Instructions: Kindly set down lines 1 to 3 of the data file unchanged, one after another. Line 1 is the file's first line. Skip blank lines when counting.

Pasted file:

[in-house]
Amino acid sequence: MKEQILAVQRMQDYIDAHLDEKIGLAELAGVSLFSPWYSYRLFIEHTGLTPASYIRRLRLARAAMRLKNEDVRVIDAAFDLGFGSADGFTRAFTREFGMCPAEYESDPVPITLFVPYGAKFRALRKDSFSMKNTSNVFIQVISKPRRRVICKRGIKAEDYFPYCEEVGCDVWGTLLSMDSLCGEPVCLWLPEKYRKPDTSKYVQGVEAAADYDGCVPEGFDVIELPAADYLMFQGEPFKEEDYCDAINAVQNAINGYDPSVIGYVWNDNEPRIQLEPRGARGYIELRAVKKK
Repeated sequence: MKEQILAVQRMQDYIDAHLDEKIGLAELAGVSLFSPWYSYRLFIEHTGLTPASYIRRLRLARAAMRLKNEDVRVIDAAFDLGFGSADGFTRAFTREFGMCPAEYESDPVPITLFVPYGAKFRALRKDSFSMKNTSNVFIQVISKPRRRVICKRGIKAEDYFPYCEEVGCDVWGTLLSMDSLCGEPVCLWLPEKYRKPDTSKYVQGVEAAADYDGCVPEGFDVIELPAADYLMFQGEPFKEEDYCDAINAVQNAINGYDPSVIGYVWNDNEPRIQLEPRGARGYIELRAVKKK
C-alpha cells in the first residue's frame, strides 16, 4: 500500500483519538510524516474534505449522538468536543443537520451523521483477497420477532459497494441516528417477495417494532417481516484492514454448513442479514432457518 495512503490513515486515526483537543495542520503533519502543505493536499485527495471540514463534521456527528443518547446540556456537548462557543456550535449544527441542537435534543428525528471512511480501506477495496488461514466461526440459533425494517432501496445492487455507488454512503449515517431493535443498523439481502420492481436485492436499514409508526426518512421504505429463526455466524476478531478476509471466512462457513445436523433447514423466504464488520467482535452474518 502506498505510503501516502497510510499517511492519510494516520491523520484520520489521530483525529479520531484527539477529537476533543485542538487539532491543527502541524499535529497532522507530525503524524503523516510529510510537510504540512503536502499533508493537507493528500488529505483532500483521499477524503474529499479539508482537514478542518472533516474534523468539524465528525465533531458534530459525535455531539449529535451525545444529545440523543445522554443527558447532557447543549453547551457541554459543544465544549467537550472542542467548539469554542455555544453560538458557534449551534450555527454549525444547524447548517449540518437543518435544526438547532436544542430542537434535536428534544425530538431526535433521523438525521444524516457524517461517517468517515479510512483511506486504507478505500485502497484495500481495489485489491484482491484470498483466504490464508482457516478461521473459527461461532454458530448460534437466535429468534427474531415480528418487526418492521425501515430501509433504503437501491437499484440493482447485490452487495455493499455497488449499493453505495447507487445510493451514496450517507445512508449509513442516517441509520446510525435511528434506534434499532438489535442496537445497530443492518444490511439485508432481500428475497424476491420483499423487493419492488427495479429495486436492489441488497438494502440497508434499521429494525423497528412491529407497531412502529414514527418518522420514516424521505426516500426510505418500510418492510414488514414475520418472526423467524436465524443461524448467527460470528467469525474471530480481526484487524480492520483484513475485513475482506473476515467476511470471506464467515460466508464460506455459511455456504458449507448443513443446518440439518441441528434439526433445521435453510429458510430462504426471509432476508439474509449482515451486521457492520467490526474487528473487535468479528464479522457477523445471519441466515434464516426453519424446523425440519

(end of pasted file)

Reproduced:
[in-house]
Amino acid sequence: MKEQILAVQRMQDYIDAHLDEKIGLAELAGVSLFSPWYSYRLFIEHTGLTPASYIRRLRLARAAMRLKNEDVRVIDAAFDLGFGSADGFTRAFTREFGMCPAEYESDPVPITLFVPYGAKFRALRKDSFSMKNTSNVFIQVISKPRRRVICKRGIKAEDYFPYCEEVGCDVWGTLLSMDSLCGEPVCLWLPEKYRKPDTSKYVQGVEAAADYDGCVPEGFDVIELPAADYLMFQGEPFKEEDYCDAINAVQNAINGYDPSVIGYVWNDNEPRIQLEPRGARGYIELRAVKKK
Repeated sequence: MKEQILAVQRMQDYIDAHLDEKIGLAELAGVSLFSPWYSYRLFIEHTGLTPASYIRRLRLARAAMRLKNEDVRVIDAAFDLGFGSADGFTRAFTREFGMCPAEYESDPVPITLFVPYGAKFRALRKDSFSMKNTSNVFIQVISKPRRRVICKRGIKAEDYFPYCEEVGCDVWGTLLSMDSLCGEPVCLWLPEKYRKPDTSKYVQGVEAAADYDGCVPEGFDVIELPAADYLMFQGEPFKEEDYCDAINAVQNAINGYDPSVIGYVWNDNEPRIQLEPRGARGYIELRAVKKK